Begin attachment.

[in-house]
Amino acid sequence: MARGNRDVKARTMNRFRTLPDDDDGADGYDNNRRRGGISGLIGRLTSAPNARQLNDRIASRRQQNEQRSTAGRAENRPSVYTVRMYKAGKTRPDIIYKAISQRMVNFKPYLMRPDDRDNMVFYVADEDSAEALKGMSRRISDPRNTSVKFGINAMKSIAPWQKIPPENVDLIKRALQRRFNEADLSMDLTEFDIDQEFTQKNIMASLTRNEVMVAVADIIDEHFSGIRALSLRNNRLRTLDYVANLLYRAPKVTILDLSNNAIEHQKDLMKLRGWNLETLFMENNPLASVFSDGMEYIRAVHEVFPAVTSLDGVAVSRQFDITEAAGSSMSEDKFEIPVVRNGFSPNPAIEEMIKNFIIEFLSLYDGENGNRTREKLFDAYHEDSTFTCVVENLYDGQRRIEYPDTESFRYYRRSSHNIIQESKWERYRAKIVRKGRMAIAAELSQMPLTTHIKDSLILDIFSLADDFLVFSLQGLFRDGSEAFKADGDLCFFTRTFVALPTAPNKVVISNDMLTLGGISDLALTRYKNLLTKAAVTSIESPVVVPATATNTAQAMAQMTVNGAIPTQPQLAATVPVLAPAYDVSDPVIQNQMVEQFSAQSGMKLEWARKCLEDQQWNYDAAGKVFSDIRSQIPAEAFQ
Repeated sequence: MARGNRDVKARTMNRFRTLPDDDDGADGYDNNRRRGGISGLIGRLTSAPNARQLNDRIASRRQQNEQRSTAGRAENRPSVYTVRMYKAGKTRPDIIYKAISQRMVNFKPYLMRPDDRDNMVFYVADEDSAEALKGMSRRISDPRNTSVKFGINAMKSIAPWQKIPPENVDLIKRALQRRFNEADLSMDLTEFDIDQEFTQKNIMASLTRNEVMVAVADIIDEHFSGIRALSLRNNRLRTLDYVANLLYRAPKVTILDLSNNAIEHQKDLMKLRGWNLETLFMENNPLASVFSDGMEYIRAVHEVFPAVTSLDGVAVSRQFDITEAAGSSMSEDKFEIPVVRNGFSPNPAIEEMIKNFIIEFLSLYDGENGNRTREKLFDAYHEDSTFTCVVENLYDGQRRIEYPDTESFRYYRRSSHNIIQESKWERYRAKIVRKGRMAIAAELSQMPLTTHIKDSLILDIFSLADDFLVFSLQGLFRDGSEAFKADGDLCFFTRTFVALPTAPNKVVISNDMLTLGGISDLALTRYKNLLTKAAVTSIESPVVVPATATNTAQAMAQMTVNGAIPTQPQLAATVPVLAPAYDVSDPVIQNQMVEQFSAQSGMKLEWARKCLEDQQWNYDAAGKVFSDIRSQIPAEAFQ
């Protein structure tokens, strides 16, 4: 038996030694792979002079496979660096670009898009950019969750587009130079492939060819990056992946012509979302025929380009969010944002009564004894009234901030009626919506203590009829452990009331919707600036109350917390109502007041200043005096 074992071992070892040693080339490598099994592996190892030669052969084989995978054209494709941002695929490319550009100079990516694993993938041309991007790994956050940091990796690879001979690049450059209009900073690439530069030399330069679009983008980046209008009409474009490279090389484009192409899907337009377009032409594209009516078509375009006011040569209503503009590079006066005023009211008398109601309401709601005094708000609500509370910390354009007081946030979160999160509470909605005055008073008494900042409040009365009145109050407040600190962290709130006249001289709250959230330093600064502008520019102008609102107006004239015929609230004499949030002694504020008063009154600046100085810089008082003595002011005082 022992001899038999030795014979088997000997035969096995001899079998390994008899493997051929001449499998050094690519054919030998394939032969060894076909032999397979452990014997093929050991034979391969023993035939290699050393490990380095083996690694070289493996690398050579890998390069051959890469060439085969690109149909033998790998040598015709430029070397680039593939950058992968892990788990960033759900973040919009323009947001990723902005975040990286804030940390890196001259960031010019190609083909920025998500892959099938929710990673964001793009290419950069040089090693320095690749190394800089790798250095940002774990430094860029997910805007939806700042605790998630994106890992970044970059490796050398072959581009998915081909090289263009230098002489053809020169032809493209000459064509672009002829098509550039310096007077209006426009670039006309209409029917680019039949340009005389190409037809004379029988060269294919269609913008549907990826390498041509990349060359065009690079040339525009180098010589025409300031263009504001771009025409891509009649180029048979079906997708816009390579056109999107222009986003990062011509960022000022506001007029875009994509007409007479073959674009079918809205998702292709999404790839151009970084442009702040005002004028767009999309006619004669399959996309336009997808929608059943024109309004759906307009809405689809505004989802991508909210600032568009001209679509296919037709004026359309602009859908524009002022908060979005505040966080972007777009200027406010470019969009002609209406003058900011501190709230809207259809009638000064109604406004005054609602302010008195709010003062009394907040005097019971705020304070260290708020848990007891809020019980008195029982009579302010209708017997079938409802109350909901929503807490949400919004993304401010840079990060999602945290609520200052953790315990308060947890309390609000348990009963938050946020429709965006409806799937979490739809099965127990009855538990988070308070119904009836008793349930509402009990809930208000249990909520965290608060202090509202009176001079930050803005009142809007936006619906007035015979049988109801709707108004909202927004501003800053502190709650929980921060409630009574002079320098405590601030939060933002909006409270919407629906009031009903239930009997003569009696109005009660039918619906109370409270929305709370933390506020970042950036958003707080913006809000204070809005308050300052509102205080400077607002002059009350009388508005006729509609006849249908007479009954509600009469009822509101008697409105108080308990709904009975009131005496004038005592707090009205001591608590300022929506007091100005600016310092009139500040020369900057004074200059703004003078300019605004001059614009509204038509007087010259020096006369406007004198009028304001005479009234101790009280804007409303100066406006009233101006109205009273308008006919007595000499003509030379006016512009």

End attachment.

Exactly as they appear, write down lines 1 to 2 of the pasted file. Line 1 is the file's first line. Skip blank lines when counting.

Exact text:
[in-house]
Amino acid sequence: MARGNRDVKARTMNRFRTLPDDDDGADGYDNNRRRGGISGLIGRLTSAPNARQLNDRIASRRQQNEQRSTAGRAENRPSVYTVRMYKAGKTRPDIIYKAISQRMVNFKPYLMRPDDRDNMVFYVADEDSAEALKGMSRRISDPRNTSVKFGINAMKSIAPWQKIPPENVDLIKRALQRRFNEADLSMDLTEFDIDQEFTQKNIMASLTRNEVMVAVADIIDEHFSGIRALSLRNNRLRTLDYVANLLYRAPKVTILDLSNNAIEHQKDLMKLRGWNLETLFMENNPLASVFSDGMEYIRAVHEVFPAVTSLDGVAVSRQFDITEAAGSSMSEDKFEIPVVRNGFSPNPAIEEMIKNFIIEFLSLYDGENGNRTREKLFDAYHEDSTFTCVVENLYDGQRRIEYPDTESFRYYRRSSHNIIQESKWERYRAKIVRKGRMAIAAELSQMPLTTHIKDSLILDIFSLADDFLVFSLQGLFRDGSEAFKADGDLCFFTRTFVALPTAPNKVVISNDMLTLGGISDLALTRYKNLLTKAAVTSIESPVVVPATATNTAQAMAQMTVNGAIPTQPQLAATVPVLAPAYDVSDPVIQNQMVEQFSAQSGMKLEWARKCLEDQQWNYDAAGKVFSDIRSQIPAEAFQ